Thursday, October 1, 2009
A small tribute to Helen Levitt hangs in the Met’s halls en route to the Contemporary art wing. Her photographs capture the kinetic charm of the city’s urban landscape. There's an influence of documentarian geniuses Cartier-Bresson and Walker Evans although Levitt has less edge, focusing on urban youth in all its free-spirited glory. One of her standout shots is a Mid 40’s picture of two adults and a child stylized into a kind of totem pole. The woman stands tallest has a slack mouth and peers toward the east probably Uptown. The darker-skinned, chunkier man wears a stern look and faces the opposite way. Below him, is a messy-haired child in dreamy, yet frazzled consternation. The boy gapes in the same direction as the woman. His vantage point both physically and chronologically lower may hold the answer to what has grabbed his attention.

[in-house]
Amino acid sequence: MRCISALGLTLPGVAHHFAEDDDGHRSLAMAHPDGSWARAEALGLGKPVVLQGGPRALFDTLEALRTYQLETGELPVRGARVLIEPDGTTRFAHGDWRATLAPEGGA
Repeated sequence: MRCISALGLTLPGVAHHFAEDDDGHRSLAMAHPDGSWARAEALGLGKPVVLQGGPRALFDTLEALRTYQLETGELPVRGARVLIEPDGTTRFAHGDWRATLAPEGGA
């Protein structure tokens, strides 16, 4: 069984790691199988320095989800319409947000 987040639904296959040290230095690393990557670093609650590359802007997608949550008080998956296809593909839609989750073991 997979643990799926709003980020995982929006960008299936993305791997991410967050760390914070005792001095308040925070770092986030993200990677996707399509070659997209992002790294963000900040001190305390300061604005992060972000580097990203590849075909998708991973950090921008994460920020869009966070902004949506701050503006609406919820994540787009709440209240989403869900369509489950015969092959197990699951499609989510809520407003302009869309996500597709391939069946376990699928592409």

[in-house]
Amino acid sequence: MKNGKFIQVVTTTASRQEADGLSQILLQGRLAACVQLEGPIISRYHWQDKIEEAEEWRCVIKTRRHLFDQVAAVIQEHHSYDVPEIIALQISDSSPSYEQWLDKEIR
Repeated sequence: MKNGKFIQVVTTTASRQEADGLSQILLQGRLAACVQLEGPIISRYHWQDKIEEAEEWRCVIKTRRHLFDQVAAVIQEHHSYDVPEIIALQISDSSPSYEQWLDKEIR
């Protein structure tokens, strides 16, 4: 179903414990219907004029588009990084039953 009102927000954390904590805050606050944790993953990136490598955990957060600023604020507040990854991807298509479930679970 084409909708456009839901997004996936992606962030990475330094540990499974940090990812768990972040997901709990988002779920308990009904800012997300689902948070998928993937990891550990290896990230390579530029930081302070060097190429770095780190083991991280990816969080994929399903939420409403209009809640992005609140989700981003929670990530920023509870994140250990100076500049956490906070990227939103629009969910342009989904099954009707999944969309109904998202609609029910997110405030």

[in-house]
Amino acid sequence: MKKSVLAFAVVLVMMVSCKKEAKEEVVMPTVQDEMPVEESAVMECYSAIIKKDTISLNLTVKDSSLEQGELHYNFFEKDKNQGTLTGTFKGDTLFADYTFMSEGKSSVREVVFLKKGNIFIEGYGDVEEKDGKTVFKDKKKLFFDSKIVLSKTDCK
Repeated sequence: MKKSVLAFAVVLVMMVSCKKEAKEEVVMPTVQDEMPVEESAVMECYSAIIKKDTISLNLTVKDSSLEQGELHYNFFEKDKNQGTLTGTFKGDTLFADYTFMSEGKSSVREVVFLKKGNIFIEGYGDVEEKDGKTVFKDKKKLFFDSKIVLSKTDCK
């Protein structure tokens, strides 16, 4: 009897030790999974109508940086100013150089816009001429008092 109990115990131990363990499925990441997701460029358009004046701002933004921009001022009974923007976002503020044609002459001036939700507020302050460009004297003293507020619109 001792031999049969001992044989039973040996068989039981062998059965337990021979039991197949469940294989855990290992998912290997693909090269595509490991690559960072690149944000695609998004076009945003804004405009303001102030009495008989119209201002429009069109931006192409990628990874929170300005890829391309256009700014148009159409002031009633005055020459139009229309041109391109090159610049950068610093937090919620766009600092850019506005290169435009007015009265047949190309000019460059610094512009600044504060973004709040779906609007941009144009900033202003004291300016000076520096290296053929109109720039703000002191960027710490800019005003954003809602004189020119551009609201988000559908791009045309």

Notice the mimetic play of frames within frames in the first shot. The theatricality comes purely from the children (subject's imagination) rather than the artist.